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There were no other attractive destinations to go to in the
region. As it is, North America had erected barriers against
Indian immigration. Of course some Sikhs returned to India
but others must have settled in Brazil. What do we know of
them and their subsequent generations, needs detailed investigation?
A case study of Wagner Singh is given below.
Wagner Sansara Singh
The author had been pursuing various contacts to get information
on old immigrants but without success. But persistence paid
and it was possible to locate an old immigrant’s grand
son. Wagner’s grand father, Sansara Singh is registered
as an immigrant arriving in January, 1927 at Santos port.
Unfortunately Wagner knows hardly anything about Sikhs but
was emotionally moved to meet with a turbaned Sikh. The author
was presented several gifts including the watch he was wearing!
In an interview on 2nd Sept. 05, Wagner mentioned that his
grand father came along three others, Ram Singh, Ratan Singh
and Watan Singh. Wagner feels that there are several more
old Sikh immigrants in Brazil but he has no details. Wagner
Singh's grandfather Sansara ( probably Sansar) Singh was born
on 20th March1902 in village Casado (pronounced: Delado) to
Bogovani Singh (possibly Bhagwan Singh) and Aracor Singh (possibly
Ar Kaur). Sansar Singh kept wearing turban (white) till his
death when he was buried and not cremated. Initially Sansar
worked with the British Railways in Sao Paulo. He moved up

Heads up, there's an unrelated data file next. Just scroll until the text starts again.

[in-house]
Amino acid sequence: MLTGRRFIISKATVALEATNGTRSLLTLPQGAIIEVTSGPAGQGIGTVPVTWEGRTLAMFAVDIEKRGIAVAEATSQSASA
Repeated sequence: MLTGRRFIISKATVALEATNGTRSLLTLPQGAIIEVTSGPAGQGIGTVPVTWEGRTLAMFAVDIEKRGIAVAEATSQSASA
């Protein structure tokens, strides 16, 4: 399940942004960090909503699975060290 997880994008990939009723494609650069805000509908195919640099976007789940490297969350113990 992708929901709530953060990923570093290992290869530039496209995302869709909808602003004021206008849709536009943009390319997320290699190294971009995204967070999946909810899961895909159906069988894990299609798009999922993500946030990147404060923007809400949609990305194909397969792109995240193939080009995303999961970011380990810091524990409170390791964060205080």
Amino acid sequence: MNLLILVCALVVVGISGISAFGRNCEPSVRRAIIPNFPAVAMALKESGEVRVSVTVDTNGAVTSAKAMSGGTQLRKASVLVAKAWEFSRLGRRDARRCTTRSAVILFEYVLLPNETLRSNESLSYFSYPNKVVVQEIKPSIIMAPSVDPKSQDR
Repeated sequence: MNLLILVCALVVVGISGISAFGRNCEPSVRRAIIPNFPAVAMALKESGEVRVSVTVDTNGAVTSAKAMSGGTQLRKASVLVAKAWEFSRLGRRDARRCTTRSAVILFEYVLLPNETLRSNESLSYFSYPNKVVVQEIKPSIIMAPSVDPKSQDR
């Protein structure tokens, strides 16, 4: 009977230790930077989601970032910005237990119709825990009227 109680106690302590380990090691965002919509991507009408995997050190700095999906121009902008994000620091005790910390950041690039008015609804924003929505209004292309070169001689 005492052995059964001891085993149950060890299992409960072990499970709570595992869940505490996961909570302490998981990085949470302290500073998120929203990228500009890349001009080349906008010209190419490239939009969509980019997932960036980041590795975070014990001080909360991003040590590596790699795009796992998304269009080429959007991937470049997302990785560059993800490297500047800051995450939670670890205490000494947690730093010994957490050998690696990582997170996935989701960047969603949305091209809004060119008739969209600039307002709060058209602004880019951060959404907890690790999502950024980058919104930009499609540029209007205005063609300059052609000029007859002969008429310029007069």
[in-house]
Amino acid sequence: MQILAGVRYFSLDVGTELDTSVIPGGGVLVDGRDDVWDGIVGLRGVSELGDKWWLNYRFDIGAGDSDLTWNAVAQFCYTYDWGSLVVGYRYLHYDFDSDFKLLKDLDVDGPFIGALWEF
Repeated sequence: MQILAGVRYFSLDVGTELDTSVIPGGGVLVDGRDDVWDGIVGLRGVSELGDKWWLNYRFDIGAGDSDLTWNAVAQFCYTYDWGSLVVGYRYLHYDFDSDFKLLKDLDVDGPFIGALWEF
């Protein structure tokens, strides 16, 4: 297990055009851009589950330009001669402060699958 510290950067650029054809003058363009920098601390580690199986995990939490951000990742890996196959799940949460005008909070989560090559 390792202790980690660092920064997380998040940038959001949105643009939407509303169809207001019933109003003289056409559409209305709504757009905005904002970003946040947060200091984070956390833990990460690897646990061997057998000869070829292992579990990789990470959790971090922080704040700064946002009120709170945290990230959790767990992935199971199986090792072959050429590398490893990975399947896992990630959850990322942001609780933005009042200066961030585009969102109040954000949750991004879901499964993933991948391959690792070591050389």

country to Olympia.
3 where he decided to start his own grocery retailing. Wagner
remembers him as somewhat subdued at all times. Sansar made
no effort to teach Punjabi to his children but used to pray
frequently. He was a vegetarian. The grand children remember
him as a very loving and caring person. Sansar married twice,
first to Judia and then to Waleska Venzel Caramento and had
two sons from Waleska, Walter Sansar Singh and Sansar Singh
Jr. Sansar Jr. looked like a Brazilian but Walter looked more
Walter(now dead) married Iracema Bafero, a Brazilian (presently
77yrs old). They had seven children. Wagner was the second
born. Wagner’s father Walter Sansara Singh joined a
bank as clerk and rose to become the manager. He used to tell
his children about the importance of honesty, and exhorted
them to do the right things.He used to stress that all things
are ours and not mine individually. Walter financed his brother's
education, which helped the latter become a teacher, and finally
the Headmaster of a School. Walter was somewhat of an intellectual
but his wife was not very literate.
Wagner was born on 18th August 1956 at Socotta, where he went
to High School. He did not complete his college graduation
as he had to take over family responsibilities because of
his elder brother’s death. Wagner joined a bank in Sao
Paolo and worked for ten years.....
Article Published in The
Sikh Review - February 2005 - No. 626